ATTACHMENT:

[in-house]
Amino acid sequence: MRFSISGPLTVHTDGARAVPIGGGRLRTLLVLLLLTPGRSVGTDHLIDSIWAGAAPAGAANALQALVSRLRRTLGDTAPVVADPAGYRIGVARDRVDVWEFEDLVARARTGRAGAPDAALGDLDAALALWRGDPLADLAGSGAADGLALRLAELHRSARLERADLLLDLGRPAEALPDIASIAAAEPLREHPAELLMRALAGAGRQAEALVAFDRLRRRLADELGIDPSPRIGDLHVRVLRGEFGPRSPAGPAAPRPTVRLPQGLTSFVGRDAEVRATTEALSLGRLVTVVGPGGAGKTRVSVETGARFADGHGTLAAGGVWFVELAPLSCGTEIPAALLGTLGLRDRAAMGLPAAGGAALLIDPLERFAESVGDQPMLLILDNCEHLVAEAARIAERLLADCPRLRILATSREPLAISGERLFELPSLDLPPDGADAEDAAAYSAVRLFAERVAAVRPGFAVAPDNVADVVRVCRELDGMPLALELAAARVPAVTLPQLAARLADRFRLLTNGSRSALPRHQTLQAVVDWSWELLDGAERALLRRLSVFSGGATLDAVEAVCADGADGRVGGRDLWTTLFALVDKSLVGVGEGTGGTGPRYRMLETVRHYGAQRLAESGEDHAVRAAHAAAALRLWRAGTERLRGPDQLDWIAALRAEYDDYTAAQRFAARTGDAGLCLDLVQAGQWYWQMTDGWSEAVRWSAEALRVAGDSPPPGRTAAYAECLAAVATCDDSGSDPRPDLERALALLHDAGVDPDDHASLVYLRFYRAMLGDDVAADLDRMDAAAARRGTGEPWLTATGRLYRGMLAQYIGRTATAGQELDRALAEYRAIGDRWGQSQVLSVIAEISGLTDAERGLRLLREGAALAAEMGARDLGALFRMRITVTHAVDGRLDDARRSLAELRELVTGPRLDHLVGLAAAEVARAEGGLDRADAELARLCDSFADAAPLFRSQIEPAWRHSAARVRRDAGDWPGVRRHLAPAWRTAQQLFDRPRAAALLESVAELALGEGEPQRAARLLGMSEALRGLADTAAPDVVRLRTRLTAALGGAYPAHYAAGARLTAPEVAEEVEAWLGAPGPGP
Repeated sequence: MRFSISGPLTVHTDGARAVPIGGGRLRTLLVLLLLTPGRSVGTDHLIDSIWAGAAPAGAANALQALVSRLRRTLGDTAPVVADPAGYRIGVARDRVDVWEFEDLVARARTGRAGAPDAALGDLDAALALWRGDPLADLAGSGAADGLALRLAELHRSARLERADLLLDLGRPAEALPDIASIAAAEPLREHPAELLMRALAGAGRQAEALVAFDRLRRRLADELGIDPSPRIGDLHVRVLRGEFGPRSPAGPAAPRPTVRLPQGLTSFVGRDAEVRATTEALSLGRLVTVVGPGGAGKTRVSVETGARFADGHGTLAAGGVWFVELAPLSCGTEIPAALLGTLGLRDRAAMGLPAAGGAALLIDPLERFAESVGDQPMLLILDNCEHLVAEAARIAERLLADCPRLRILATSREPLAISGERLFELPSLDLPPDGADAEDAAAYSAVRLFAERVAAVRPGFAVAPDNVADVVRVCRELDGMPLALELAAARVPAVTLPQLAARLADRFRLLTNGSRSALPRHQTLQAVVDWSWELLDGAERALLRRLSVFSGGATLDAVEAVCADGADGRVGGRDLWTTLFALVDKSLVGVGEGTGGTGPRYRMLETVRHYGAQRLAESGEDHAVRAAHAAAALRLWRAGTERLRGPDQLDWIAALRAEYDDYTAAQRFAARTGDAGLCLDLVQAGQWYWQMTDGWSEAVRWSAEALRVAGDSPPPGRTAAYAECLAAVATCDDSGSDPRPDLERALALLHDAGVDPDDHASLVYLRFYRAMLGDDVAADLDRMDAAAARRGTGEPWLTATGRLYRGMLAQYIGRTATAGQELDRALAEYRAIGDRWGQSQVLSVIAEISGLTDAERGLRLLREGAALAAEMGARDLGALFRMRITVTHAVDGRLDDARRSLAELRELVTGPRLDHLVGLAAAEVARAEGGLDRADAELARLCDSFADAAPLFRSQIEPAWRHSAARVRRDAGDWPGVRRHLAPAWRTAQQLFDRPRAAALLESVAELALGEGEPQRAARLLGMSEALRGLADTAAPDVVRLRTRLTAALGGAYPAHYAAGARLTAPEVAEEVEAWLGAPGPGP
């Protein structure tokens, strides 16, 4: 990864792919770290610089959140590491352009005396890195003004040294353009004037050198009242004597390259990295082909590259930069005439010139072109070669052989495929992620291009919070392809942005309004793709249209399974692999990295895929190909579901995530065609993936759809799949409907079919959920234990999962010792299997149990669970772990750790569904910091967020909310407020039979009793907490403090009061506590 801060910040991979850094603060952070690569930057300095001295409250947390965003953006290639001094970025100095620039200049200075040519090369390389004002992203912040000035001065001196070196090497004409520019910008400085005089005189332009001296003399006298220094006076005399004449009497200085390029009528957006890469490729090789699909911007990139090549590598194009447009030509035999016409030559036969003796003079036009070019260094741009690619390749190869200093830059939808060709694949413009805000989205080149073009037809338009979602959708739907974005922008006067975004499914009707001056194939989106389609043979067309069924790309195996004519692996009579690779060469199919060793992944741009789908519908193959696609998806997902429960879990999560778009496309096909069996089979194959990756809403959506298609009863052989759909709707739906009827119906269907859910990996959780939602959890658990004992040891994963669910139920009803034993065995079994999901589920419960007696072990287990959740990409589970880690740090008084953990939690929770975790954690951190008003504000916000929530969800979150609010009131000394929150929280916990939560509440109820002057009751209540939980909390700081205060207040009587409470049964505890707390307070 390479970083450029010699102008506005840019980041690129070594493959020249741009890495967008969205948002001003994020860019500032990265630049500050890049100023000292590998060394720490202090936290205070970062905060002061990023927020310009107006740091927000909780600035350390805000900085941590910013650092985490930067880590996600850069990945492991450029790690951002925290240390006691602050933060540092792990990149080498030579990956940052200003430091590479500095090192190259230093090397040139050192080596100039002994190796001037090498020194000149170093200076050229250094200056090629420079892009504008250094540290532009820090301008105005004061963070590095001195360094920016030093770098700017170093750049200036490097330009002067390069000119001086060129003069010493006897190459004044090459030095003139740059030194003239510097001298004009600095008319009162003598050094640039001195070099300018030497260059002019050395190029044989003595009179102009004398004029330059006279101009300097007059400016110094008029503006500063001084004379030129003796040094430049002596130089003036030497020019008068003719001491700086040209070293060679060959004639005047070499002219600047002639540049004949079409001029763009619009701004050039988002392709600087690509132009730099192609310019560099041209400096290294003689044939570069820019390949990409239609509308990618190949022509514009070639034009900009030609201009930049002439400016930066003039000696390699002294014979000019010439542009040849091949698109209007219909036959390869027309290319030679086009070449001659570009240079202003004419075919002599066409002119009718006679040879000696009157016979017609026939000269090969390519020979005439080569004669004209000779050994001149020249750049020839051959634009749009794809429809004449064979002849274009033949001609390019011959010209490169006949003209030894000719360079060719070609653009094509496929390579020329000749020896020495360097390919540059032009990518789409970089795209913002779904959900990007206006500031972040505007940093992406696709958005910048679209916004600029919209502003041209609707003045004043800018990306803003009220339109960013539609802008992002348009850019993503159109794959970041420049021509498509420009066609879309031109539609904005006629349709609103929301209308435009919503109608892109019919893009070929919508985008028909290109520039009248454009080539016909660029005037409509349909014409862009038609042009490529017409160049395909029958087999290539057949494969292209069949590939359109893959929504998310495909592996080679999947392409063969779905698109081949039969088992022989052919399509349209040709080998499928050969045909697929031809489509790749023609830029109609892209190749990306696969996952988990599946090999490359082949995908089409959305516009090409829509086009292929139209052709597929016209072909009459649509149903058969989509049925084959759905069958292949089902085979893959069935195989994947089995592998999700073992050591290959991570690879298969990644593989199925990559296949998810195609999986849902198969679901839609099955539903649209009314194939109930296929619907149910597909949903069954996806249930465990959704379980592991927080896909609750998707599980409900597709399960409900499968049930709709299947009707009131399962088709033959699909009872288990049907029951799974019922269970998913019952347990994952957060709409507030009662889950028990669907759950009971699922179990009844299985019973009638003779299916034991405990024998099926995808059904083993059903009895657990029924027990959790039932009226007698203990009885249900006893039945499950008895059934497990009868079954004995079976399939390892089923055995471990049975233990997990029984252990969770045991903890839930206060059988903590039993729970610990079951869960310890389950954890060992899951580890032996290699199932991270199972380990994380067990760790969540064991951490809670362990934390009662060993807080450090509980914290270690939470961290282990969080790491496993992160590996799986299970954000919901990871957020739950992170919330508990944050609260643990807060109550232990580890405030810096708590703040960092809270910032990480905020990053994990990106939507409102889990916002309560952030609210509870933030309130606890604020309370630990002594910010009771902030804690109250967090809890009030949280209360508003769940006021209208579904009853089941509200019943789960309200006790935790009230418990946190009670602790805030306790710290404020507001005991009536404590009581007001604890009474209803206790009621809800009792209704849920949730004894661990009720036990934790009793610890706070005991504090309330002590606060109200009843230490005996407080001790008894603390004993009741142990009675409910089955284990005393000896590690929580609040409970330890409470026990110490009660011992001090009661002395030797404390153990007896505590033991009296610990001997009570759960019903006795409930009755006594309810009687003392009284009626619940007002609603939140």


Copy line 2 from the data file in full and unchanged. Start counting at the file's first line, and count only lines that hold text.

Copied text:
Amino acid sequence: MRFSISGPLTVHTDGARAVPIGGGRLRTLLVLLLLTPGRSVGTDHLIDSIWAGAAPAGAANALQALVSRLRRTLGDTAPVVADPAGYRIGVARDRVDVWEFEDLVARARTGRAGAPDAALGDLDAALALWRGDPLADLAGSGAADGLALRLAELHRSARLERADLLLDLGRPAEALPDIASIAAAEPLREHPAELLMRALAGAGRQAEALVAFDRLRRRLADELGIDPSPRIGDLHVRVLRGEFGPRSPAGPAAPRPTVRLPQGLTSFVGRDAEVRATTEALSLGRLVTVVGPGGAGKTRVSVETGARFADGHGTLAAGGVWFVELAPLSCGTEIPAALLGTLGLRDRAAMGLPAAGGAALLIDPLERFAESVGDQPMLLILDNCEHLVAEAARIAERLLADCPRLRILATSREPLAISGERLFELPSLDLPPDGADAEDAAAYSAVRLFAERVAAVRPGFAVAPDNVADVVRVCRELDGMPLALELAAARVPAVTLPQLAARLADRFRLLTNGSRSALPRHQTLQAVVDWSWELLDGAERALLRRLSVFSGGATLDAVEAVCADGADGRVGGRDLWTTLFALVDKSLVGVGEGTGGTGPRYRMLETVRHYGAQRLAESGEDHAVRAAHAAAALRLWRAGTERLRGPDQLDWIAALRAEYDDYTAAQRFAARTGDAGLCLDLVQAGQWYWQMTDGWSEAVRWSAEALRVAGDSPPPGRTAAYAECLAAVATCDDSGSDPRPDLERALALLHDAGVDPDDHASLVYLRFYRAMLGDDVAADLDRMDAAAARRGTGEPWLTATGRLYRGMLAQYIGRTATAGQELDRALAEYRAIGDRWGQSQVLSVIAEISGLTDAERGLRLLREGAALAAEMGARDLGALFRMRITVTHAVDGRLDDARRSLAELRELVTGPRLDHLVGLAAAEVARAEGGLDRADAELARLCDSFADAAPLFRSQIEPAWRHSAARVRRDAGDWPGVRRHLAPAWRTAQQLFDRPRAAALLESVAELALGEGEPQRAARLLGMSEALRGLADTAAPDVVRLRTRLTAALGGAYPAHYAAGARLTAPEVAEEVEAWLGAPGPGP